© David Campbell
Winner, 2017 ABPA National and WA State Championships Serious Section, Toodyay, Western Australia.
Come and walk by my side to the river, my love,
where the Sweetwater runs wild and free
through the Sugarloaf Hills, with the blue sky above,
as it tumbles its way to the sea.
We will rest in the vale where the homestead still stands,
just the same as it was years ago,
when we built it to last with our own willing hands,
and then watched our young family grow.
There’s the track that we cut through the eucalypt scrub,
and the place where we sank our first well,
and the shed that was home to the old washing tub,
that would flood when the winter rains fell.
Take my arm as we stroll through the slow-turning years
and the land yields its bountiful fare,
as we fight against hardship and overcome fears
in this life we have chosen to share.
In the distance the mountains are capped with fresh snow,
like a flame in the first morning light,
as the heat steals the mist from the valley below
and we say our farewell to the night.
If you look you can see wedge-tailed eagles up high
on a thermal while searching for prey,
and from somewhere quite near the harsh sparrowhawk’s cry
is a greeting that hails the new day.
Now the fields are abundant with ripe heads of corn,
golden pastures ablaze in the sun,
while the boards are alive with the sheep being shorn,
and the swift, flashing blade of the gun.
Can you smell the sharp tang of the wool and the sweat?
Can you see the dark blood on the floor?
Can you hear the new roustabout’s coarse epithet
as he throws one more fleece, rough and raw?
On the hillside above, our young Bonnie’s astride
the Arabian mare that we bought —
you remember, the chestnut, and your joy and pride
at how well she absorbed all you taught.
And there’s Tom, just a lad, a wide grin on his face,
so triumphant at catching a fish,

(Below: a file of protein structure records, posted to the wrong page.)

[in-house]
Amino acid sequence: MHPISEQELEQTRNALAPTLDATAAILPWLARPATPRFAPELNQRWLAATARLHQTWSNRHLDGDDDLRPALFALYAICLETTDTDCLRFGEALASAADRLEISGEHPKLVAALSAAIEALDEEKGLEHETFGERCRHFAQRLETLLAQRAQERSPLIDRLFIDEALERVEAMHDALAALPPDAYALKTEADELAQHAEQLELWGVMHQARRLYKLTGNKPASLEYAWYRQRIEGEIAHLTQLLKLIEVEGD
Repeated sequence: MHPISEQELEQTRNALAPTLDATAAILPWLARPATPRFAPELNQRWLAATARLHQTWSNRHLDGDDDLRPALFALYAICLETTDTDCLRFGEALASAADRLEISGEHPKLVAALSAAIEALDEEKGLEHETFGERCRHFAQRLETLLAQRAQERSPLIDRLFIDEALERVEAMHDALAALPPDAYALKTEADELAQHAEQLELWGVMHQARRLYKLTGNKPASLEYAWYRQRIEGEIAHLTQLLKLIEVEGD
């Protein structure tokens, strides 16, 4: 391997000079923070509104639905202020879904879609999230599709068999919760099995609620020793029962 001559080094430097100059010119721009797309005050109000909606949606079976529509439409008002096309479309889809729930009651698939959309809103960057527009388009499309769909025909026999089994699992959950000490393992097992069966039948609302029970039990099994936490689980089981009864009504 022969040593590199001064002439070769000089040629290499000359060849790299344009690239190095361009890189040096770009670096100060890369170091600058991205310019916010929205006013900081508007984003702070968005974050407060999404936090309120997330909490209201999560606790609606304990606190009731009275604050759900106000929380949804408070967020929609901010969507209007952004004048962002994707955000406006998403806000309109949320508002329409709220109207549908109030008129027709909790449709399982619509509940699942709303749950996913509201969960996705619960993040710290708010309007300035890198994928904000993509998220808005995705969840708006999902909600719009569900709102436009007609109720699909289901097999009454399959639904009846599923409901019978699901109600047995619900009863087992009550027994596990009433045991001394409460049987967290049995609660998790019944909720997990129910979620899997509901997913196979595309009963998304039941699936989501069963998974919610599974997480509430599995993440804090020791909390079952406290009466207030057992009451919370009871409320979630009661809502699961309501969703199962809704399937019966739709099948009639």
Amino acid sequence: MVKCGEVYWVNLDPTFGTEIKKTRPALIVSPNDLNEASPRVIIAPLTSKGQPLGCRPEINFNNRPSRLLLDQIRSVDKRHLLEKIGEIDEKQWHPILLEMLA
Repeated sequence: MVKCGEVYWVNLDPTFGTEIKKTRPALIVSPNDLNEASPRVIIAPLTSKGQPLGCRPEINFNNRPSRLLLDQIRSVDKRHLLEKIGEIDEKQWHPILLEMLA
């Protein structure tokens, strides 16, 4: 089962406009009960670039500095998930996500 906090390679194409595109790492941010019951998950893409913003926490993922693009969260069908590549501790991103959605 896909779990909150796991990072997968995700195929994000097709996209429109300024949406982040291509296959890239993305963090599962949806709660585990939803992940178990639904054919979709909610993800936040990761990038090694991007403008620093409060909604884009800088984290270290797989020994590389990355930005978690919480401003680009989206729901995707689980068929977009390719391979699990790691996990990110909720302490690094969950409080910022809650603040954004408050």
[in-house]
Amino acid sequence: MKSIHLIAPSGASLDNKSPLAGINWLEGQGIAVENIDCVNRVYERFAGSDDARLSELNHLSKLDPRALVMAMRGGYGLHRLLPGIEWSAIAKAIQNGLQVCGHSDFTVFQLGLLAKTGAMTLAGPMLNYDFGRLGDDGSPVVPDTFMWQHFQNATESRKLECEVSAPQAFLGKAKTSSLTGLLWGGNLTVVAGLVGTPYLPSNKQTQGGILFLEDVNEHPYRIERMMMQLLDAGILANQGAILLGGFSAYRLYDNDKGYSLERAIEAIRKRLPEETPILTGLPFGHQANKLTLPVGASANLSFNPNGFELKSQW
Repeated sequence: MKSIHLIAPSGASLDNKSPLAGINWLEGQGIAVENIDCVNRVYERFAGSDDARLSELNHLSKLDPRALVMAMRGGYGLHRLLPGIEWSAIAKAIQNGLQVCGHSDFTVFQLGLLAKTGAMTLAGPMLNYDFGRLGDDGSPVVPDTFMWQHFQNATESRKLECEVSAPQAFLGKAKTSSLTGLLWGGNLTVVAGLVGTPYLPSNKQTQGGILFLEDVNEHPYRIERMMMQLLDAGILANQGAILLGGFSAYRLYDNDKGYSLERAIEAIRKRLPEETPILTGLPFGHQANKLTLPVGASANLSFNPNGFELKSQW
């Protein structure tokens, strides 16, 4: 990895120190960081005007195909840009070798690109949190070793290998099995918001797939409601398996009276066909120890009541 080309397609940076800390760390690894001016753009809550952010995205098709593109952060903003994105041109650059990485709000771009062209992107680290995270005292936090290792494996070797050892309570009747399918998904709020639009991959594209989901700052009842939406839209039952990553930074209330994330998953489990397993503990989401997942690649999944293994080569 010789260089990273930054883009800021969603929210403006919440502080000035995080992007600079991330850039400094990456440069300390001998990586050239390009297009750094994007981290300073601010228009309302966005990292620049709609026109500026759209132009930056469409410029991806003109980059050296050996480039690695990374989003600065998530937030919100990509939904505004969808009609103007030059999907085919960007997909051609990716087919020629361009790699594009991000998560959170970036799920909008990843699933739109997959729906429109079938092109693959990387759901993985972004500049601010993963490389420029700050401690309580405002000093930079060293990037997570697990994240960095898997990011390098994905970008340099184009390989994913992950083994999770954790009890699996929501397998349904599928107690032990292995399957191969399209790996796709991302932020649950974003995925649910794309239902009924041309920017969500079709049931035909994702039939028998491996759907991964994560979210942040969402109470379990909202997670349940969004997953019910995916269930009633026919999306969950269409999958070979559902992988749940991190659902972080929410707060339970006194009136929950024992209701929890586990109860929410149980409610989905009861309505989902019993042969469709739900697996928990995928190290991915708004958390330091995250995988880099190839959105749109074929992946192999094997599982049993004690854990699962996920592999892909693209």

a big Redfin, I think — no, I’m wrong, it’s a brace —
they will make such a succulent dish!
We will smoke them, my love, for the evening meal,
and I’ll never forget that rich taste —
but have you? Tell me, dear, are you able to feel
any sense of the life we embraced?
When I sit by your bed it seems time’s standing still,
for each minute can seem like a day,
while your eyes remain dark, and perhaps always will,
at least that’s what the doctors all say.
As the months drift on by and there’s simply no sign
that your traumatised mind will revive,
the machines guard your life, they’re the sounds that define
what it means to be barely alive.
And the questions that haunt me, that I can’t avoid,
are related to matters of choice,
for I know that recalling the life we enjoyed
is a dream in which you have no voice.
You’d have hated the thought of this hospital bed,
and a helplessness far beyond pain.
“Please don’t leave me like that!” is what you would have said —
but is what I now do inhumane?
For it seems I must choose to say one last farewell,
and not linger on here by your side.
Though I’ve clung to some hope you’ll escape from this hell,
perhaps nature is still the best guide.
Please forgive me, my dear, for the path that I take,
the decision just tears me apart,
but although there are different journeys we make,
you will always live on in my heart.
I will take you back home to the Sweetwater’s banks,
to the heaven where you’d want to be,
and I’ll murmur a prayer as I offer up thanks
for the love you have given to me.
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